AAA: 1.6 million Tennesseans will travel during the July 4th week

Published 9:04 am Thursday, June 20, 2024

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AAA projects Independence Day travelers will set new records both nationwide and in Tennessee. More than 70.9 million people around the U.S. are expected to travel 50 miles or more away from home. Nearly 1.6 million of those will be Tennesseans.

“The summer travel season is off to a hot start and we expect to set new travel records on the road and in the sky during the week of Independence Day,” said Debbie Haas, Vice President of Travel for AAA – The Auto Club Group. “There will be 3.5 million more travelers than last year.  That means even more people at airports and popular attractions like beaches, lakes, and theme parks.”

AAA’s Independence Day travel forecast measures domestic trips of 50 miles or more during a 9-day period from Saturday, June 29 to Sunday, July 7.

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Economic trends influencing the travel forecast

Despite concerns about inflation, total travel is increasing on growth in consumer confidence, wages, and continued strength in consumer spending.

– Consumers are expected to increase spending by 5.5% compared to a year ago.

– Real GDP growth will remain modest, rising by 2.5% from last year.

– After falling steadily since January, consumer confidence moved up in May.

– Gas prices for May averaged $3.62, seven cents higher than a year ago.

AAA projects a record 60.6 million people will travel by car over Independence Day week – that’s an additional 2.8 million travelers compared to last year. This year’s number also surpasses 2019 when 55.3 million people traveled by car over July 4th week.

Meanwhile, road travel in Tennessee will set a record for the second consecutive year. More than 1.4 million Tennesseans are expected to take a road trip. That’s 63,500 more than last year.

“Road travelers should prepare for congestion in the afternoon and evening hours, particularly near larger metro areas, theme parks and popular attractions,” said Megan Cooper, spokeswoman, AAA – The Auto Club Group. “With so many people on the road it’s important to be patient, minimize distractions while driving, and move over for people on the roadside.”

Tennessee drivers are currently paying less on gasoline than they did last Independence Day, when the state average was $3.06. Gas prices have been moving lower as of late. However, that downward trend could reverse course if oil prices rise because of geopolitical tensions or a hurricane that threatens oil rigs and refineries along the Gulf of Mexico.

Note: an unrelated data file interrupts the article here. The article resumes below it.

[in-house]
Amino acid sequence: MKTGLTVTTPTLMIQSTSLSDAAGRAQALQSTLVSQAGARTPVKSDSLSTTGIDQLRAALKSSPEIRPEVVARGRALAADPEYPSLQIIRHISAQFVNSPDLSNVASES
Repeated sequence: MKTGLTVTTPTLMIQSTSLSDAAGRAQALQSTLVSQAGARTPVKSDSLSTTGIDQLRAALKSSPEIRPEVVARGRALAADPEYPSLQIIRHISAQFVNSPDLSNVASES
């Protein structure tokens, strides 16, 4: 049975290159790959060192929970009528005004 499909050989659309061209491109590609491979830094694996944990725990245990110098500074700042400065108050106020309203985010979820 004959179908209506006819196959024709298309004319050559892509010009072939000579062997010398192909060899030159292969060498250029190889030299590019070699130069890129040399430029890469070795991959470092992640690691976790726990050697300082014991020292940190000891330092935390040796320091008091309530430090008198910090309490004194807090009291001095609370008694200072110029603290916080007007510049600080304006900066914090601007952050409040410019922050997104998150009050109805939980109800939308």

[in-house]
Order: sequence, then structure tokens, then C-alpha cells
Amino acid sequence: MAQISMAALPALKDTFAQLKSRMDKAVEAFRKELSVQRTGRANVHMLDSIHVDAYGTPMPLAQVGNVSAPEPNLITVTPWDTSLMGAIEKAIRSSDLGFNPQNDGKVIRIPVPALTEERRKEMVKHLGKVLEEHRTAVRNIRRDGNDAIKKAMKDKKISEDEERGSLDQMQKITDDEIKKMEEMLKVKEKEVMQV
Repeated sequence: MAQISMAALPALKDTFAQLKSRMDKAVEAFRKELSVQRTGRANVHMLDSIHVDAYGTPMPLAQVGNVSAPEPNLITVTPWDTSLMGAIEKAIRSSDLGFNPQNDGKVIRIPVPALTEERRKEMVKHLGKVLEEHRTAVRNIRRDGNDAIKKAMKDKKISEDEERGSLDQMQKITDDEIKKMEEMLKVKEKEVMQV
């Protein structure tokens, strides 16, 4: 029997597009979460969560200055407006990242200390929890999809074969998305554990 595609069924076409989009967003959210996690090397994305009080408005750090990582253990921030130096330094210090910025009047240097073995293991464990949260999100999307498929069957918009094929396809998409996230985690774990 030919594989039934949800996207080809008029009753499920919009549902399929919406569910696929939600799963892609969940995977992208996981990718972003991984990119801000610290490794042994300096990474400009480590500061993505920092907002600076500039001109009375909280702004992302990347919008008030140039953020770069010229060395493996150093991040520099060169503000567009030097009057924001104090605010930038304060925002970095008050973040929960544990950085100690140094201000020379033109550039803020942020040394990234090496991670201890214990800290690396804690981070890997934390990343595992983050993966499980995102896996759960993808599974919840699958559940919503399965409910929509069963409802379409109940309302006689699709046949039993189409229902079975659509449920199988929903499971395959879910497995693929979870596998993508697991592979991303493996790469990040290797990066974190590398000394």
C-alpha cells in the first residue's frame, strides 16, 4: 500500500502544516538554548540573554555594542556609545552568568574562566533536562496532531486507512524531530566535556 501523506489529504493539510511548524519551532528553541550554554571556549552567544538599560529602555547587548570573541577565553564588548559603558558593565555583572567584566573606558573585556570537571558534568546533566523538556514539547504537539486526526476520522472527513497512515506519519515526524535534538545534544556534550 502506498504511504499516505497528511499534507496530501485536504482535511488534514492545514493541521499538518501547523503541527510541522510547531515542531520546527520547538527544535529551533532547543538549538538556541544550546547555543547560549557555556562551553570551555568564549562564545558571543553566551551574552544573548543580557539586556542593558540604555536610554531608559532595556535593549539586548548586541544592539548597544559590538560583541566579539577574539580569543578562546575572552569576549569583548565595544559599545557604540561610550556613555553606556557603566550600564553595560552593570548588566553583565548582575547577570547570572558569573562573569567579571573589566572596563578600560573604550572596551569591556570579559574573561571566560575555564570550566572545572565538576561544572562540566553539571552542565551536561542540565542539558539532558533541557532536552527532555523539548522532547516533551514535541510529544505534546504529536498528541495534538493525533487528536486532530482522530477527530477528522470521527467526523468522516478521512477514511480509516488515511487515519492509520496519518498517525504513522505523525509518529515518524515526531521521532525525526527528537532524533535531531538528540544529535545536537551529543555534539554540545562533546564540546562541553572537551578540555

The number of domestic air travelers is also expected to set a record. Nationally, AAA projects 5.74 million people will fly to their July 4th destinations. That’s an increase of nearly 7% compared to last year and a 12% increase over 2019.

AAA booking data shows domestic airfare is 2% cheaper this Independence Day week compared to last year, and the average price for a domestic roundtrip ticket is $800. Airports will be packed throughout the week. AAA recommends arriving 2 hours early, reserving parking ahead of time, and traveling with carry-on luggage versus checked bags to save time and money.

 More than 4.6 million people are expected to travel by other modes of transportation, including buses, cruises, and trains. This category is seeing an increase of 9% compared to last year, but this year’s number is shy of 2019’s figure of 4.79 million.

“Cruising continues experiencing remarkable growth,” Haas said. “This time of year, Alaska cruises are in high demand, making Seattle and Anchorage top domestic destinations. Cruise travelers are also finding deals this summer. With new ships coming onto the market – and going for a premium – working with a Travel Advisor is a great way to ensure you’re getting the best value for your vacation. Travel Advisors are also able to help you choose a travel insurance policy that protects you and your investment for the impact of unexpected events before and during your trip.”

INRIX, a provider of transportation data and insights, says the worst times to travel by car before and on July 4th are between 2pm and 7pm. Drivers should hit the road in the morning, and travelers returning on Monday, July 8th should avoid rush hour traffic in the morning and afternoon.

“Drivers in large metro areas can expect the worst traffic delays on Wednesday, July 3rd, as they leave town, and Sunday, July 7th, as they return,” said Bob Pishue, transportation analyst at INRIX. “Road trips over the holiday week could take up to 67% longer than normal. Travelers should monitor 511 services, local news stations, and traffic apps for up-to-the-minute road conditions.”